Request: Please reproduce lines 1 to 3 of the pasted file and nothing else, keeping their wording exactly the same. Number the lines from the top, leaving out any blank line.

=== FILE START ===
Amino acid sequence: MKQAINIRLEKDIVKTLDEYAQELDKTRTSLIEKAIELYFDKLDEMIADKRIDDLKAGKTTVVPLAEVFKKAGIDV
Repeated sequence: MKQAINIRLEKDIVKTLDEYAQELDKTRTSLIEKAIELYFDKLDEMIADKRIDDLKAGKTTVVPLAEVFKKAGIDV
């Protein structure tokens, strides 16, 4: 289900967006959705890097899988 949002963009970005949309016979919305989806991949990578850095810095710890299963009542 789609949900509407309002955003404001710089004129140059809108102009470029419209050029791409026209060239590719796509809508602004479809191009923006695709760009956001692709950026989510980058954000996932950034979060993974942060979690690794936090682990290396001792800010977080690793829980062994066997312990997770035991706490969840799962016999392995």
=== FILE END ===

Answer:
Amino acid sequence: MKQAINIRLEKDIVKTLDEYAQELDKTRTSLIEKAIELYFDKLDEMIADKRIDDLKAGKTTVVPLAEVFKKAGIDV
Repeated sequence: MKQAINIRLEKDIVKTLDEYAQELDKTRTSLIEKAIELYFDKLDEMIADKRIDDLKAGKTTVVPLAEVFKKAGIDV
């Protein structure tokens, strides 16, 4: 289900967006959705890097899988 949002963009970005949309016979919305989806991949990578850095810095710890299963009542 789609949900509407309002955003404001710089004129140059809108102009470029419209050029791409026209060239590719796509809508602004479809191009923006695709760009956001692709950026989510980058954000996932950034979060993974942060979690690794936090682990290396001792800010977080690793829980062994066997312990997770035991706490969840799962016999392995």